… but you doesn’t have to call him
The New York Times, on baseball and Yiddish vulgarity:
The columnists Steve Kelley of The Seattle Times and Art Thiel of The Seattle Post-Intelligencer said they never heard Putz™s name used as an insult against him, either at the ball park or by letter writers and talk-radio callers in Seattle. Putz played for the Mariners from 2003 to 2008.
Putz said that he had rarely heard his name used derisively, even in high school in Michigan.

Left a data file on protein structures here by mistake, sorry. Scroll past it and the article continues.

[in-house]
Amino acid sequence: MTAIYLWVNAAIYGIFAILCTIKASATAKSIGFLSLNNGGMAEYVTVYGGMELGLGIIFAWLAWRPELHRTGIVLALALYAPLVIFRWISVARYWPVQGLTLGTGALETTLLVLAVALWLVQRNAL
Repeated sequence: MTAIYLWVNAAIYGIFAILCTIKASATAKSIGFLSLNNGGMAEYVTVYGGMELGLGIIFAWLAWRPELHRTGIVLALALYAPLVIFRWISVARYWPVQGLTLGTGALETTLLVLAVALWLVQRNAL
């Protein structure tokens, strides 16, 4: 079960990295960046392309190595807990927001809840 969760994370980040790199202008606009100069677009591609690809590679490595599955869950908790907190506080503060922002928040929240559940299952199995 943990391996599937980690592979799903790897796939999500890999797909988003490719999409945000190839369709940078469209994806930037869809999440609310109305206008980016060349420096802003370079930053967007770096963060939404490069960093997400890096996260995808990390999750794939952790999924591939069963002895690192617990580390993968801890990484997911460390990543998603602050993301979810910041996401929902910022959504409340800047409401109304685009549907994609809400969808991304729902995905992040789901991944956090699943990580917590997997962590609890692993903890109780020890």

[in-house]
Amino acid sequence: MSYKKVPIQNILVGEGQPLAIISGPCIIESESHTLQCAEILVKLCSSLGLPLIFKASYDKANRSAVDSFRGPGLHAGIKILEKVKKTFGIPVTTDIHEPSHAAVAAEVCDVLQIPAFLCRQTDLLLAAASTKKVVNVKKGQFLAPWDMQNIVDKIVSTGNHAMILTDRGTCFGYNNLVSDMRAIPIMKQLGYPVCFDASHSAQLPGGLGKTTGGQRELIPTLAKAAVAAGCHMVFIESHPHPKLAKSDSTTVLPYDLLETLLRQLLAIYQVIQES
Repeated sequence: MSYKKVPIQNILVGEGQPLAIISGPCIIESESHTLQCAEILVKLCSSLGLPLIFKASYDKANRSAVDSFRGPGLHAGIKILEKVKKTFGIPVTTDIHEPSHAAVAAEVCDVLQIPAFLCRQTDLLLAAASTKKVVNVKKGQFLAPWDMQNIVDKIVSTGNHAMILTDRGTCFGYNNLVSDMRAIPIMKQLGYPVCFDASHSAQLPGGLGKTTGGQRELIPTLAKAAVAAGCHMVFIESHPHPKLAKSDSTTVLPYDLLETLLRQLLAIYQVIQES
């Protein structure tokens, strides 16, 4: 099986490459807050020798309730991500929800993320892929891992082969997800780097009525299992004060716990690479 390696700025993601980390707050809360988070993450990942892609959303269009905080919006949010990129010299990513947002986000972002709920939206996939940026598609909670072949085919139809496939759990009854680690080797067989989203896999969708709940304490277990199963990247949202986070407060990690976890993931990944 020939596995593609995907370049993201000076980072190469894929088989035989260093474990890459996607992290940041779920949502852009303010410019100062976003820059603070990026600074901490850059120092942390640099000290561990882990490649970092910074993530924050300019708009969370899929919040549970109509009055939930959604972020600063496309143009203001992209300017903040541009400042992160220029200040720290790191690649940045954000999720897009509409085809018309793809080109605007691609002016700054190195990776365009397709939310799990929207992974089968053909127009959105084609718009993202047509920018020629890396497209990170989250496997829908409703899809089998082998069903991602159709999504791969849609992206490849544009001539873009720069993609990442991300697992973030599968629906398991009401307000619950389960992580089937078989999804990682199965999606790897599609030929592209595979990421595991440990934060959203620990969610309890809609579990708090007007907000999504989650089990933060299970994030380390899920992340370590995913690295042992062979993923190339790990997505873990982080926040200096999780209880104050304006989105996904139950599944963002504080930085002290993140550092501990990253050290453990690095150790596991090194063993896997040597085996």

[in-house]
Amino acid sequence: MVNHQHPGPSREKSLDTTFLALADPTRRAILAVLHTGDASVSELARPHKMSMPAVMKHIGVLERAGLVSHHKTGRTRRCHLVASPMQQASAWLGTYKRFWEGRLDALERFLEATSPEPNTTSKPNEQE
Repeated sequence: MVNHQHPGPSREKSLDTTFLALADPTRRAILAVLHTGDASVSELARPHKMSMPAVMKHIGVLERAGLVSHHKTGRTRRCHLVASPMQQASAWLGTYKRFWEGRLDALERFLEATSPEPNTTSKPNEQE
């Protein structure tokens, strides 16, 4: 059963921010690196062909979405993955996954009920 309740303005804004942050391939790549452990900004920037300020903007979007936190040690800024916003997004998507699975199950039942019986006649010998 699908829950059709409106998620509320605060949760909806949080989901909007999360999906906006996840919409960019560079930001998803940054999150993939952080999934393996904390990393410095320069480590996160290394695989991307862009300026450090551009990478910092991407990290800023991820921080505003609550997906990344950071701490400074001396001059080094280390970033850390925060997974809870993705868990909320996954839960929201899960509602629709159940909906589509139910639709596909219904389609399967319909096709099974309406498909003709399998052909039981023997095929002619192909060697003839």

œDude, I was bigger than everybody in high school, he said.
But his last name may be no joking manner, particularly in New York. The 2000 United States Census reported that nearly two-thirds of the estimated 178,945 people in this country who speak Yiddish at home live in New York. New Jersey had the third-highest number of Yiddish speakers, after Florida.
The state of Washington had an estimated 423.